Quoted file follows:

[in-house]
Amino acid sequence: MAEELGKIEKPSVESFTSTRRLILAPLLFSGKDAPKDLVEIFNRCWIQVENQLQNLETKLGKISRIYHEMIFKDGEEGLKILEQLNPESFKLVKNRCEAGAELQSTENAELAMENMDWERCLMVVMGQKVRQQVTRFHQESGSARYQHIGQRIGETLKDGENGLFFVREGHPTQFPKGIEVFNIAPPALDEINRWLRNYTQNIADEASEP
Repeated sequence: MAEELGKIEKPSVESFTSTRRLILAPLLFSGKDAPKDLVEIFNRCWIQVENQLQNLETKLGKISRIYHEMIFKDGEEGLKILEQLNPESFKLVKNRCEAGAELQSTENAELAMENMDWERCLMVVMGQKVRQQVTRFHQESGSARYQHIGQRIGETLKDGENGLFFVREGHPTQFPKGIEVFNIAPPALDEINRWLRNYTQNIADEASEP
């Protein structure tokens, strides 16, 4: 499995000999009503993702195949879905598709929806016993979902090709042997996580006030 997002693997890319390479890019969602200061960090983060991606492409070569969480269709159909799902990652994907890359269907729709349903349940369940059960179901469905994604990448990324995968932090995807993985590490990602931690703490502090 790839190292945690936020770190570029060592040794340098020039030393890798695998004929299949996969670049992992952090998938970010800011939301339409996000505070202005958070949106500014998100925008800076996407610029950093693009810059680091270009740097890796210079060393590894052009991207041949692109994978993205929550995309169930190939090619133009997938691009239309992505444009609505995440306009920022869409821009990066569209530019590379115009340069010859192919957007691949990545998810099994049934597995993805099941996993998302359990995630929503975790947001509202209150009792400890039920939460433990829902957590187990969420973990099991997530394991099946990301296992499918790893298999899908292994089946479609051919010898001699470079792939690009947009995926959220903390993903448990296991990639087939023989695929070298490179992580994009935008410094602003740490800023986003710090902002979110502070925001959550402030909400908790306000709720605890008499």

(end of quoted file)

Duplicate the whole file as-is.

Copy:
[in-house]
Amino acid sequence: MAEELGKIEKPSVESFTSTRRLILAPLLFSGKDAPKDLVEIFNRCWIQVENQLQNLETKLGKISRIYHEMIFKDGEEGLKILEQLNPESFKLVKNRCEAGAELQSTENAELAMENMDWERCLMVVMGQKVRQQVTRFHQESGSARYQHIGQRIGETLKDGENGLFFVREGHPTQFPKGIEVFNIAPPALDEINRWLRNYTQNIADEASEP
Repeated sequence: MAEELGKIEKPSVESFTSTRRLILAPLLFSGKDAPKDLVEIFNRCWIQVENQLQNLETKLGKISRIYHEMIFKDGEEGLKILEQLNPESFKLVKNRCEAGAELQSTENAELAMENMDWERCLMVVMGQKVRQQVTRFHQESGSARYQHIGQRIGETLKDGENGLFFVREGHPTQFPKGIEVFNIAPPALDEINRWLRNYTQNIADEASEP
């Protein structure tokens, strides 16, 4: 499995000999009503993702195949879905598709929806016993979902090709042997996580006030 997002693997890319390479890019969602200061960090983060991606492409070569969480269709159909799902990652994907890359269907729709349903349940369940059960179901469905994604990448990324995968932090995807993985590490990602931690703490502090 790839190292945690936020770190570029060592040794340098020039030393890798695998004929299949996969670049992992952090998938970010800011939301339409996000505070202005958070949106500014998100925008800076996407610029950093693009810059680091270009740097890796210079060393590894052009991207041949692109994978993205929550995309169930190939090619133009997938691009239309992505444009609505995440306009920022869409821009990066569209530019590379115009340069010859192919957007691949990545998810099994049934597995993805099941996993998302359990995630929503975790947001509202209150009792400890039920939460433990829902957590187990969420973990099991997530394991099946990301296992499918790893298999899908292994089946479609051919010898001699470079792939690009947009995926959220903390993903448990296991990639087939023989695929070298490179992580994009935008410094602003740490800023986003710090902002979110502070925001959550402030909400908790306000709720605890008499």